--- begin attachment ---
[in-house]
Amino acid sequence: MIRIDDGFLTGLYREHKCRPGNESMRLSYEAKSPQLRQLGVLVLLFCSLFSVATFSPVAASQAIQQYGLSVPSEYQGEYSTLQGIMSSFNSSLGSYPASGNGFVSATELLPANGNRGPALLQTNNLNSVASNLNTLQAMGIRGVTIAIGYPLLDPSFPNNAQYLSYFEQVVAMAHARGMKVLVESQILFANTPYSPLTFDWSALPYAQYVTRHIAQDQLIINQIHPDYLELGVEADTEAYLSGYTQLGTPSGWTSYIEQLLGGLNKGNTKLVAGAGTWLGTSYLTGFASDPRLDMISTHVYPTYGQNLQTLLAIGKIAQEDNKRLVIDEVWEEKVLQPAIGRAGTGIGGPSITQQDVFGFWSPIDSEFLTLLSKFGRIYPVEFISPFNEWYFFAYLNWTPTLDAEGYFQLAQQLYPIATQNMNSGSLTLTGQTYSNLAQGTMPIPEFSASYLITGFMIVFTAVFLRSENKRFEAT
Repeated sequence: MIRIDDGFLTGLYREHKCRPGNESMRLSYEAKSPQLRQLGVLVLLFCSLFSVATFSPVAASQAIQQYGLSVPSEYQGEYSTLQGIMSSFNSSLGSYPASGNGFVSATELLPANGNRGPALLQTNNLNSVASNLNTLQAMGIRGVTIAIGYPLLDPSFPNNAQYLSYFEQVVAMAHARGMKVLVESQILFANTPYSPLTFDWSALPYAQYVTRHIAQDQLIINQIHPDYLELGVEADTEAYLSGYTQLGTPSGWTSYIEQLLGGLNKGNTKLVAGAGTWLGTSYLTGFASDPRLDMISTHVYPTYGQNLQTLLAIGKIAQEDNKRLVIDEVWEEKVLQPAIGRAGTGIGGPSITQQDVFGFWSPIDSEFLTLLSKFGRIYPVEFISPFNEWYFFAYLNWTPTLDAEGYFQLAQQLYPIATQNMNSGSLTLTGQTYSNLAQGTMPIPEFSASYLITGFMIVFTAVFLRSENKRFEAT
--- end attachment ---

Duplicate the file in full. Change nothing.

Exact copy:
[in-house]
Amino acid sequence: MIRIDDGFLTGLYREHKCRPGNESMRLSYEAKSPQLRQLGVLVLLFCSLFSVATFSPVAASQAIQQYGLSVPSEYQGEYSTLQGIMSSFNSSLGSYPASGNGFVSATELLPANGNRGPALLQTNNLNSVASNLNTLQAMGIRGVTIAIGYPLLDPSFPNNAQYLSYFEQVVAMAHARGMKVLVESQILFANTPYSPLTFDWSALPYAQYVTRHIAQDQLIINQIHPDYLELGVEADTEAYLSGYTQLGTPSGWTSYIEQLLGGLNKGNTKLVAGAGTWLGTSYLTGFASDPRLDMISTHVYPTYGQNLQTLLAIGKIAQEDNKRLVIDEVWEEKVLQPAIGRAGTGIGGPSITQQDVFGFWSPIDSEFLTLLSKFGRIYPVEFISPFNEWYFFAYLNWTPTLDAEGYFQLAQQLYPIATQNMNSGSLTLTGQTYSNLAQGTMPIPEFSASYLITGFMIVFTAVFLRSENKRFEAT
Repeated sequence: MIRIDDGFLTGLYREHKCRPGNESMRLSYEAKSPQLRQLGVLVLLFCSLFSVATFSPVAASQAIQQYGLSVPSEYQGEYSTLQGIMSSFNSSLGSYPASGNGFVSATELLPANGNRGPALLQTNNLNSVASNLNTLQAMGIRGVTIAIGYPLLDPSFPNNAQYLSYFEQVVAMAHARGMKVLVESQILFANTPYSPLTFDWSALPYAQYVTRHIAQDQLIINQIHPDYLELGVEADTEAYLSGYTQLGTPSGWTSYIEQLLGGLNKGNTKLVAGAGTWLGTSYLTGFASDPRLDMISTHVYPTYGQNLQTLLAIGKIAQEDNKRLVIDEVWEEKVLQPAIGRAGTGIGGPSITQQDVFGFWSPIDSEFLTLLSKFGRIYPVEFISPFNEWYFFAYLNWTPTLDAEGYFQLAQQLYPIATQNMNSGSLTLTGQTYSNLAQGTMPIPEFSASYLITGFMIVFTAVFLRSENKRFEAT